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Related to my previous post on gesticulation from the post ‘I love McDonald’s’, there are a lot of other interesting examples regarding this topic. As I mentioned previously, as one word can carry different meanings in different countries or cultures, gesticulations or body language differ from culture to culture.

The American ‘OK’ sign, when circle is made using one’s thumb and index finger, normally means good, yes or something positive. However it means worthless in France and it indicates money in Japan.


The other example is more of a facial expression than gesture. Expression such as protruding tongue means ‘contempt’ in Western culture but in Chinese culture it means ‘surprise’, especially when it’s done by children.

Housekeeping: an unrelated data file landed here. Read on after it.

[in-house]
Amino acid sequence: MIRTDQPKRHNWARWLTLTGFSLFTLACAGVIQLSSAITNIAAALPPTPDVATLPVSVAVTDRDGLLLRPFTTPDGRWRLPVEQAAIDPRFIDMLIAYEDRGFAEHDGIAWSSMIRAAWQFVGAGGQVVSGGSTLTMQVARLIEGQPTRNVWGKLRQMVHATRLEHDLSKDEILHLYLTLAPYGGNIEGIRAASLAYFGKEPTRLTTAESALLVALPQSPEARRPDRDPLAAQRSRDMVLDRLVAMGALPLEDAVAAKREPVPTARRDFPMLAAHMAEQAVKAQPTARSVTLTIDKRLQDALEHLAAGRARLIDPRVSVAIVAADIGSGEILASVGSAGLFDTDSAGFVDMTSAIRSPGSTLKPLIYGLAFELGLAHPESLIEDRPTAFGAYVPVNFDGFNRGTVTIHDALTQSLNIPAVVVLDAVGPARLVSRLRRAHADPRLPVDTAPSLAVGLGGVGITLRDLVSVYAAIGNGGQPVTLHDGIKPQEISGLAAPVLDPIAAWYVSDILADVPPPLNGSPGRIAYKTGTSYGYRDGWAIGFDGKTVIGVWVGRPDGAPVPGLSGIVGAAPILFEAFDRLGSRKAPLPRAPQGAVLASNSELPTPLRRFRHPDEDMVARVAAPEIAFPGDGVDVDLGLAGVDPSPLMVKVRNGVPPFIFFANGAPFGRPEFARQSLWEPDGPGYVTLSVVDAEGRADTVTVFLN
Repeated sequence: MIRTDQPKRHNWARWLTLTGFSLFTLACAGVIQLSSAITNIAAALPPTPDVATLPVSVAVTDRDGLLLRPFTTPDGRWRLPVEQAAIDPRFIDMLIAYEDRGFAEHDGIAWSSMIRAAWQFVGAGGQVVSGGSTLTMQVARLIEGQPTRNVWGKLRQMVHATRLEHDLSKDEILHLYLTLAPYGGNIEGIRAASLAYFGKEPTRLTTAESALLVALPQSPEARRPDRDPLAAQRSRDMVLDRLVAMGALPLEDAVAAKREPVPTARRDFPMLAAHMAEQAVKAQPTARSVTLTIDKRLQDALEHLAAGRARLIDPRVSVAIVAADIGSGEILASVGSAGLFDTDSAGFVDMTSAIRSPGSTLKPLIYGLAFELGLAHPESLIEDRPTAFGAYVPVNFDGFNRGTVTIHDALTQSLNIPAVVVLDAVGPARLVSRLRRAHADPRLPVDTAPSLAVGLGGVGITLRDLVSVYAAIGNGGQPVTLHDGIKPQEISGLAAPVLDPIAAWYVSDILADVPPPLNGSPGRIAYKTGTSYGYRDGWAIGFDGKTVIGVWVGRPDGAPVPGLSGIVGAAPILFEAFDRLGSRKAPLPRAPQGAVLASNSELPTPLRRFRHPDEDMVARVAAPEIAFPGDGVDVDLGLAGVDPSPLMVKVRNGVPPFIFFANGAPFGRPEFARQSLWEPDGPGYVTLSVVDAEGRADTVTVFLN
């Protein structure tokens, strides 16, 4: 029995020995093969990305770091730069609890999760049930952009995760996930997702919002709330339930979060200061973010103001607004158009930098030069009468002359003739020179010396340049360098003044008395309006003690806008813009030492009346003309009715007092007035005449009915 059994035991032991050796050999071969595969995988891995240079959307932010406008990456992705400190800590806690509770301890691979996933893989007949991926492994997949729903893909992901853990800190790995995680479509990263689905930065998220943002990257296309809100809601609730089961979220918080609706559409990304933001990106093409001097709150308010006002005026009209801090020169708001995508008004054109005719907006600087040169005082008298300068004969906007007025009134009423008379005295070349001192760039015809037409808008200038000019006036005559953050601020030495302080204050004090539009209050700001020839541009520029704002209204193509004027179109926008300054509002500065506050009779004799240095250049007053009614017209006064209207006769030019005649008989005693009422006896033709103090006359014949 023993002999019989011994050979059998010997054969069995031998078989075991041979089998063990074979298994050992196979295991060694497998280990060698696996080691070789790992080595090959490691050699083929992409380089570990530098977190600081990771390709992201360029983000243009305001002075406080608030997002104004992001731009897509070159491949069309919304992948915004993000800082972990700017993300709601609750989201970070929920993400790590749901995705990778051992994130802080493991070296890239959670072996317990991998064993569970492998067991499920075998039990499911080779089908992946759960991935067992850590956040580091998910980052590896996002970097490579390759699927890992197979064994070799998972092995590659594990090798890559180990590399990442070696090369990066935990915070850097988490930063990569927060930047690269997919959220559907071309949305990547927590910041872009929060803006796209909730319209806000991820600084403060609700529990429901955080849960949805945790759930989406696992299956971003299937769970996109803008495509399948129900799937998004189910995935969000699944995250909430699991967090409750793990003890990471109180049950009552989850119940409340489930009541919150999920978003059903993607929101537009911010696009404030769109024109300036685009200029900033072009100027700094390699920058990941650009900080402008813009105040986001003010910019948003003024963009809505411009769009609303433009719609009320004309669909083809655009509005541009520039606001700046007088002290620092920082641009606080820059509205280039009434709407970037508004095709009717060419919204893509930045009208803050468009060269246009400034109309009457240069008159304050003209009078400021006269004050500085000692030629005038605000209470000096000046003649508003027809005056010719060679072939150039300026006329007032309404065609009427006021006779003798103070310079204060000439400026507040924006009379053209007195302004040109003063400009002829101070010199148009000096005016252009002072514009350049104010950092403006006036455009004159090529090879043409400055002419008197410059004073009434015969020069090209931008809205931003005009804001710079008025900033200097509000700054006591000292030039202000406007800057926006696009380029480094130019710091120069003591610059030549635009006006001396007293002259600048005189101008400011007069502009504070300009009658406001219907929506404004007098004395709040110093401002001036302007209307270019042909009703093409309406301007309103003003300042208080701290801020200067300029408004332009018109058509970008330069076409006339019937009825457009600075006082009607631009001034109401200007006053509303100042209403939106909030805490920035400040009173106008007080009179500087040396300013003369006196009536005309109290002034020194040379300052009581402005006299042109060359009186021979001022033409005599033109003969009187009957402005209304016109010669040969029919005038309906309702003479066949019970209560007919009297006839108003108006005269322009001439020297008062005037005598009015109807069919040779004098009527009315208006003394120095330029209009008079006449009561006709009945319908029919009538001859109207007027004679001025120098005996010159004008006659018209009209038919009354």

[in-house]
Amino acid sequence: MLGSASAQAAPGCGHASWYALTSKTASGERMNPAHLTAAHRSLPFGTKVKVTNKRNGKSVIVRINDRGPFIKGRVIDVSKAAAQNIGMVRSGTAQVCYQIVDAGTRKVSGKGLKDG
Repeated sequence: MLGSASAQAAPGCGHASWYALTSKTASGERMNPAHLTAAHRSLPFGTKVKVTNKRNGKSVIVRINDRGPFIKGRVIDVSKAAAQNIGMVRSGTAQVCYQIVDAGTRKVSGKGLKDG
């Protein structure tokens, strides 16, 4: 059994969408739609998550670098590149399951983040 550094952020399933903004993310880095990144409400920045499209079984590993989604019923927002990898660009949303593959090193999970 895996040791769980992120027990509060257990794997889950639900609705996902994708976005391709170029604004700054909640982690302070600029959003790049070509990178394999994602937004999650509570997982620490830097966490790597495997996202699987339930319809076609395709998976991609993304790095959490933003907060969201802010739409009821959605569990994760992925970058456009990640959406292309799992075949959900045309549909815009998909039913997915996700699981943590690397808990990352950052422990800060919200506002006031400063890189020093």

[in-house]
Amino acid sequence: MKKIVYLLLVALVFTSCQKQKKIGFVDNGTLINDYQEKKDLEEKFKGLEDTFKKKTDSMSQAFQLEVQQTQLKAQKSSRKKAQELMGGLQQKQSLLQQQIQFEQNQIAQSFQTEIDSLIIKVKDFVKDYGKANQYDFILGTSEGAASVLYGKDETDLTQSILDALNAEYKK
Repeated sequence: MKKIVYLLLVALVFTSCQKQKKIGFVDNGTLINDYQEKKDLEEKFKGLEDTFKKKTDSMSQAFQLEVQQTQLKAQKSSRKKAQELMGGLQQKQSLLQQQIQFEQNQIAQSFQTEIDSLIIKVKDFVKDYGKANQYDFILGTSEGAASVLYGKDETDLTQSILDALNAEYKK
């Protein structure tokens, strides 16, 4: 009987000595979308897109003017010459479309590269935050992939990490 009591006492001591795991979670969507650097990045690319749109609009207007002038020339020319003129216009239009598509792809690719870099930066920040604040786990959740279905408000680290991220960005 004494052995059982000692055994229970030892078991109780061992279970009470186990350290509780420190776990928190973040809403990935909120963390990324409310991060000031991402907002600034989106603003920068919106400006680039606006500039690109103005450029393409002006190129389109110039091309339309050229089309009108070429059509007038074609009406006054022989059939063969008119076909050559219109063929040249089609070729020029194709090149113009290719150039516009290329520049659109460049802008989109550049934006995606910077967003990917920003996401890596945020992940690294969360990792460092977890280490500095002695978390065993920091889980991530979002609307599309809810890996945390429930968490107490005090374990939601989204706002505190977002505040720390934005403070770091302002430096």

I used this example for my Literature Review and I thought I must share it with all of you!

So ‘gesticulation’ is another significant factor when communicating with people from different culture. Just as one word or an expression can carry different meanings in different countries, hundreds of global advertising examples have proven the fact that gesticulations or body language differ from culture to culture.

In the United States, life-size Ronald McDonald statues with friendly hand waves can be seen in almost all stores. However, Ronald McDonalds in Thailand have both palms of their hands placed together as a sign of respect, which is how Thai people greet each other. By making this small change, McDonald’s mascot, Ronald McDonald has become truly Thai and truly local (Mueller 2004).



And since we are in the topic of McDonald’s, I want to add these two TV commercials from Japan.  I guess they’ve decided to let Ronald McDonald retire early. I personally think these TVCs are hilarious to the max :p


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